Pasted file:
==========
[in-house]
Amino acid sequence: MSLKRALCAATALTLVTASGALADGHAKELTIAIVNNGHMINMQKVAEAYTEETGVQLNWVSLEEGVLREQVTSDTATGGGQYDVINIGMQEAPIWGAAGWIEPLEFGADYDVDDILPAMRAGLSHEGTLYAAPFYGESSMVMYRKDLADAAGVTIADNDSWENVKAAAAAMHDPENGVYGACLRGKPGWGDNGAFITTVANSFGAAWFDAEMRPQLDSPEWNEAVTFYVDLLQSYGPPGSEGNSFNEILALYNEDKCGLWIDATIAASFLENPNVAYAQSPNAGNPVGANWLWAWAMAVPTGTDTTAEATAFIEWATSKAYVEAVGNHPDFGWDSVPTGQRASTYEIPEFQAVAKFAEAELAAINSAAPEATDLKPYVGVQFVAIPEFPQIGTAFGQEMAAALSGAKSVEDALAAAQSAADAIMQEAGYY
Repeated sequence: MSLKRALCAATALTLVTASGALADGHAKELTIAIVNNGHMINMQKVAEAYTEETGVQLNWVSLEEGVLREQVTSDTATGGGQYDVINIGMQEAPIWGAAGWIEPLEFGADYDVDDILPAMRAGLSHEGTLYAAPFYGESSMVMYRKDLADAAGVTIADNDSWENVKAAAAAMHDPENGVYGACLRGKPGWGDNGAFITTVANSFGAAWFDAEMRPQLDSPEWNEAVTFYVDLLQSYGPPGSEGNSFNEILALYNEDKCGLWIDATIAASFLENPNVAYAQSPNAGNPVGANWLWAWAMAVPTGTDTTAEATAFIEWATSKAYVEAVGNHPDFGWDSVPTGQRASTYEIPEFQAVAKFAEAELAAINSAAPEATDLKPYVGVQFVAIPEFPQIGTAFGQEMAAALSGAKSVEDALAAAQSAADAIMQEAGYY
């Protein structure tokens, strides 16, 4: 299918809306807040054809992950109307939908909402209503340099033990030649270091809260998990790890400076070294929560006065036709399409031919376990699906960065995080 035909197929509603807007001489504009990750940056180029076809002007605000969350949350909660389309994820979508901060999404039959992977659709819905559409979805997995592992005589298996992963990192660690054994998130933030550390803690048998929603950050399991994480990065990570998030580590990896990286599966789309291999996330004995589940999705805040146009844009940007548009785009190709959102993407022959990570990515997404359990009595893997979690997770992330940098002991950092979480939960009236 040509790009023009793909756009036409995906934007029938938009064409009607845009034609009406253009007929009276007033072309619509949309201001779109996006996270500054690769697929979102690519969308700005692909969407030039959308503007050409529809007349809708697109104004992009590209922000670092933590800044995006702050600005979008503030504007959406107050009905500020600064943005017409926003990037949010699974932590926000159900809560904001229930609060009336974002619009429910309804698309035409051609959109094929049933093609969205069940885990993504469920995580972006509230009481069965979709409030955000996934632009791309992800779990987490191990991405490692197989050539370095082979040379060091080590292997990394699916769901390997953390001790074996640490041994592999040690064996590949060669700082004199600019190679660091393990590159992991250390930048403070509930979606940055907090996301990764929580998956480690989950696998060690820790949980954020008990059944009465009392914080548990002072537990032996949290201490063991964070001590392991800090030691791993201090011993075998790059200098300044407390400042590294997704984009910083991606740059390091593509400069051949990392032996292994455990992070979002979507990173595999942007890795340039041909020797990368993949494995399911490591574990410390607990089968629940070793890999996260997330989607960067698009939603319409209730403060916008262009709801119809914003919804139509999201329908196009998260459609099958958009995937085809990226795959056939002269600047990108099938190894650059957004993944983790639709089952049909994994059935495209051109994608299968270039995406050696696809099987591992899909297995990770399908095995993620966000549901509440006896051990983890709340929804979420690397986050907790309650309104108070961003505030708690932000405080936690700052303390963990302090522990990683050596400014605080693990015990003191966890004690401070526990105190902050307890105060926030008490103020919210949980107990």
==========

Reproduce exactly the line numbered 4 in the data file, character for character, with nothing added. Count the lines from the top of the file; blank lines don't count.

């Protein structure tokens, strides 16, 4: 299918809306807040054809992950109307939908909402209503340099033990030649270091809260998990790890400076070294929560006065036709399409031919376990699906960065995080 035909197929509603807007001489504009990750940056180029076809002007605000969350949350909660389309994820979508901060999404039959992977659709819905559409979805997995592992005589298996992963990192660690054994998130933030550390803690048998929603950050399991994480990065990570998030580590990896990286599966789309291999996330004995589940999705805040146009844009940007548009785009190709959102993407022959990570990515997404359990009595893997979690997770992330940098002991950092979480939960009236 040509790009023009793909756009036409995906934007029938938009064409009607845009034609009406253009007929009276007033072309619509949309201001779109996006996270500054690769697929979102690519969308700005692909969407030039959308503007050409529809007349809708697109104004992009590209922000670092933590800044995006702050600005979008503030504007959406107050009905500020600064943005017409926003990037949010699974932590926000159900809560904001229930609060009336974002619009429910309804698309035409051609959109094929049933093609969205069940885990993504469920995580972006509230009481069965979709409030955000996934632009791309992800779990987490191990991405490692197989050539370095082979040379060091080590292997990394699916769901390997953390001790074996640490041994592999040690064996590949060669700082004199600019190679660091393990590159992991250390930048403070509930979606940055907090996301990764929580998956480690989950696998060690820790949980954020008990059944009465009392914080548990002072537990032996949290201490063991964070001590392991800090030691791993201090011993075998790059200098300044407390400042590294997704984009910083991606740059390091593509400069051949990392032996292994455990992070979002979507990173595999942007890795340039041909020797990368993949494995399911490591574990410390607990089968629940070793890999996260997330989607960067698009939603319409209730403060916008262009709801119809914003919804139509999201329908196009998260459609099958958009995937085809990226795959056939002269600047990108099938190894650059957004993944983790639709089952049909994994059935495209051109994608299968270039995406050696696809099987591992899909297995990770399908095995993620966000549901509440006896051990983890709340929804979420690397986050907790309650309104108070961003505030708690932000405080936690700052303390963990302090522990990683050596400014605080693990015990003191966890004690401070526990105190902050307890105060926030008490103020919210949980107990």